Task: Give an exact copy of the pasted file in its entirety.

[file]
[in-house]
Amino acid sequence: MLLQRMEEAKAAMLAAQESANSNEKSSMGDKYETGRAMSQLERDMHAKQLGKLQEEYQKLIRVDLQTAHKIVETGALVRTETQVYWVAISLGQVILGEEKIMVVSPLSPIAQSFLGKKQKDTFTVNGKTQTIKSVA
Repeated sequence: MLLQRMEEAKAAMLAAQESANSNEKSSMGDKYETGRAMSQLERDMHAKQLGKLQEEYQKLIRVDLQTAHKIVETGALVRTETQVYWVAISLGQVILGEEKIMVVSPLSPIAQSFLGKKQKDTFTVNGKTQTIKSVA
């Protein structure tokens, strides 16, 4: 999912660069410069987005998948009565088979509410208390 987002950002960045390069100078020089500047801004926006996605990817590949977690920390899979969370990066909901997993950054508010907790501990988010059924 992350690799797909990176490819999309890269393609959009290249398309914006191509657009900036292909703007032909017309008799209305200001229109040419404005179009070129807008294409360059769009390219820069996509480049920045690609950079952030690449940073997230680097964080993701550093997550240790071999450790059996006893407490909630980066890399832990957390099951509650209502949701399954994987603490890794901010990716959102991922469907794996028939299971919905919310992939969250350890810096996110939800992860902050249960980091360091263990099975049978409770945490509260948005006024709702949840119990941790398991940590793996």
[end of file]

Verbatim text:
[in-house]
Amino acid sequence: MLLQRMEEAKAAMLAAQESANSNEKSSMGDKYETGRAMSQLERDMHAKQLGKLQEEYQKLIRVDLQTAHKIVETGALVRTETQVYWVAISLGQVILGEEKIMVVSPLSPIAQSFLGKKQKDTFTVNGKTQTIKSVA
Repeated sequence: MLLQRMEEAKAAMLAAQESANSNEKSSMGDKYETGRAMSQLERDMHAKQLGKLQEEYQKLIRVDLQTAHKIVETGALVRTETQVYWVAISLGQVILGEEKIMVVSPLSPIAQSFLGKKQKDTFTVNGKTQTIKSVA
């Protein structure tokens, strides 16, 4: 999912660069410069987005998948009565088979509410208390 987002950002960045390069100078020089500047801004926006996605990817590949977690920390899979969370990066909901997993950054508010907790501990988010059924 992350690799797909990176490819999309890269393609959009290249398309914006191509657009900036292909703007032909017309008799209305200001229109040419404005179009070129807008294409360059769009390219820069996509480049920045690609950079952030690449940073997230680097964080993701550093997550240790071999450790059996006893407490909630980066890399832990957390099951509650209502949701399954994987603490890794901010990716959102991922469907794996028939299971919905919310992939969250350890810096996110939800992860902050249960980091360091263990099975049978409770945490509260948005006024709702949840119990941790398991940590793996």